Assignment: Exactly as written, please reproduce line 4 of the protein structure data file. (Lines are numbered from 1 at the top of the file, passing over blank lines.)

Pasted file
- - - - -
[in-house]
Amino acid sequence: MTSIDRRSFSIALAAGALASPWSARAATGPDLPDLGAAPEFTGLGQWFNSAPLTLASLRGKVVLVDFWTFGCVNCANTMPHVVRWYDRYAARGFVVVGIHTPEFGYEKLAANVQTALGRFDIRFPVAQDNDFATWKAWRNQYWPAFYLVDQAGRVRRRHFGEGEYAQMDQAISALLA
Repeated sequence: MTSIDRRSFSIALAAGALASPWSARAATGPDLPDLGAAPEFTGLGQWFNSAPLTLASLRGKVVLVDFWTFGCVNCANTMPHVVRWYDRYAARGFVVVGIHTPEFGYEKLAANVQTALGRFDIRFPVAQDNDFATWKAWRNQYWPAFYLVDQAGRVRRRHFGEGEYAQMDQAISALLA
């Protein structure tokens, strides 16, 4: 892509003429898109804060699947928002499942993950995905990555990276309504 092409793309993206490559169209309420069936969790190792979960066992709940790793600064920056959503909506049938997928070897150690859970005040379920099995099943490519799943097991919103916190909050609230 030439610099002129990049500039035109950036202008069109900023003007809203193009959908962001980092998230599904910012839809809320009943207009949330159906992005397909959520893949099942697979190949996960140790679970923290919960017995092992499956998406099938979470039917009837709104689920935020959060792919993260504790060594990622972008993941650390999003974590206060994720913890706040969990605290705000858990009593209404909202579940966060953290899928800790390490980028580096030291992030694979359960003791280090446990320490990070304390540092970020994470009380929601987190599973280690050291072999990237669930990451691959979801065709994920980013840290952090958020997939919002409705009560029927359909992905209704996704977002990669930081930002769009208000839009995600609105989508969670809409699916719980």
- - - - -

């Protein structure tokens, strides 16, 4: 892509003429898109804060699947928002499942993950995905990555990276309504 092409793309993206490559169209309420069936969790190792979960066992709940790793600064920056959503909506049938997928070897150690859970005040379920099995099943490519799943097991919103916190909050609230 030439610099002129990049500039035109950036202008069109900023003007809203193009959908962001980092998230599904910012839809809320009943207009949330159906992005397909959520893949099942697979190949996960140790679970923290919960017995092992499956998406099938979470039917009837709104689920935020959060792919993260504790060594990622972008993941650390999003974590206060994720913890706040969990605290705000858990009593209404909202579940966060953290899928800790390490980028580096030291992030694979359960003791280090446990320490990070304390540092970020994470009380929601987190599973280690050291072999990237669930990451691959979801065709994920980013840290952090958020997939919002409705009560029927359909992905209704996704977002990669930081930002769009208000839009995600609105989508969670809409699916719980």